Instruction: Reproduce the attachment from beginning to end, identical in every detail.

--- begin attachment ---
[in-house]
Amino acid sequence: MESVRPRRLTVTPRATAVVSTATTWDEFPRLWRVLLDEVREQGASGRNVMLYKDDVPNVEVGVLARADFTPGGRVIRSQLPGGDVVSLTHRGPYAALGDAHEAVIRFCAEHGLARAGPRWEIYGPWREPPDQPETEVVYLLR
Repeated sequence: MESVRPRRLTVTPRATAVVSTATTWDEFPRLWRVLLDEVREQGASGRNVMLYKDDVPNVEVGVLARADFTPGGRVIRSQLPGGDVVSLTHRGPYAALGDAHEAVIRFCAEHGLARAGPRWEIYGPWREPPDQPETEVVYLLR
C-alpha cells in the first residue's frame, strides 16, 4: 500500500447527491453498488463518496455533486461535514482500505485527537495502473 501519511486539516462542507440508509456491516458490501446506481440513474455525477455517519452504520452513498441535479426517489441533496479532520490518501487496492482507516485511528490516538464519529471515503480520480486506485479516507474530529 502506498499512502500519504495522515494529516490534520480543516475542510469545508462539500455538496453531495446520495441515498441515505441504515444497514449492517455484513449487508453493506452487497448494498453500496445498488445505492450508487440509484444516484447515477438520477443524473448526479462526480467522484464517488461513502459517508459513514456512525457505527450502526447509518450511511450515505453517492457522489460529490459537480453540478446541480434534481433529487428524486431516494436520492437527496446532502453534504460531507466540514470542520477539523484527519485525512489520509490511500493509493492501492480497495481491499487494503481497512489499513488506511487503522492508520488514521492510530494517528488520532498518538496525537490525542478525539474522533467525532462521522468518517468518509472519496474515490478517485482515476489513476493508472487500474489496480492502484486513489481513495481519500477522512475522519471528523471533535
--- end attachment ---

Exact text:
[in-house]
Amino acid sequence: MESVRPRRLTVTPRATAVVSTATTWDEFPRLWRVLLDEVREQGASGRNVMLYKDDVPNVEVGVLARADFTPGGRVIRSQLPGGDVVSLTHRGPYAALGDAHEAVIRFCAEHGLARAGPRWEIYGPWREPPDQPETEVVYLLR
Repeated sequence: MESVRPRRLTVTPRATAVVSTATTWDEFPRLWRVLLDEVREQGASGRNVMLYKDDVPNVEVGVLARADFTPGGRVIRSQLPGGDVVSLTHRGPYAALGDAHEAVIRFCAEHGLARAGPRWEIYGPWREPPDQPETEVVYLLR
C-alpha cells in the first residue's frame, strides 16, 4: 500500500447527491453498488463518496455533486461535514482500505485527537495502473 501519511486539516462542507440508509456491516458490501446506481440513474455525477455517519452504520452513498441535479426517489441533496479532520490518501487496492482507516485511528490516538464519529471515503480520480486506485479516507474530529 502506498499512502500519504495522515494529516490534520480543516475542510469545508462539500455538496453531495446520495441515498441515505441504515444497514449492517455484513449487508453493506452487497448494498453500496445498488445505492450508487440509484444516484447515477438520477443524473448526479462526480467522484464517488461513502459517508459513514456512525457505527450502526447509518450511511450515505453517492457522489460529490459537480453540478446541480434534481433529487428524486431516494436520492437527496446532502453534504460531507466540514470542520477539523484527519485525512489520509490511500493509493492501492480497495481491499487494503481497512489499513488506511487503522492508520488514521492510530494517528488520532498518538496525537490525542478525539474522533467525532462521522468518517468518509472519496474515490478517485482515476489513476493508472487500474489496480492502484486513489481513495481519500477522512475522519471528523471533535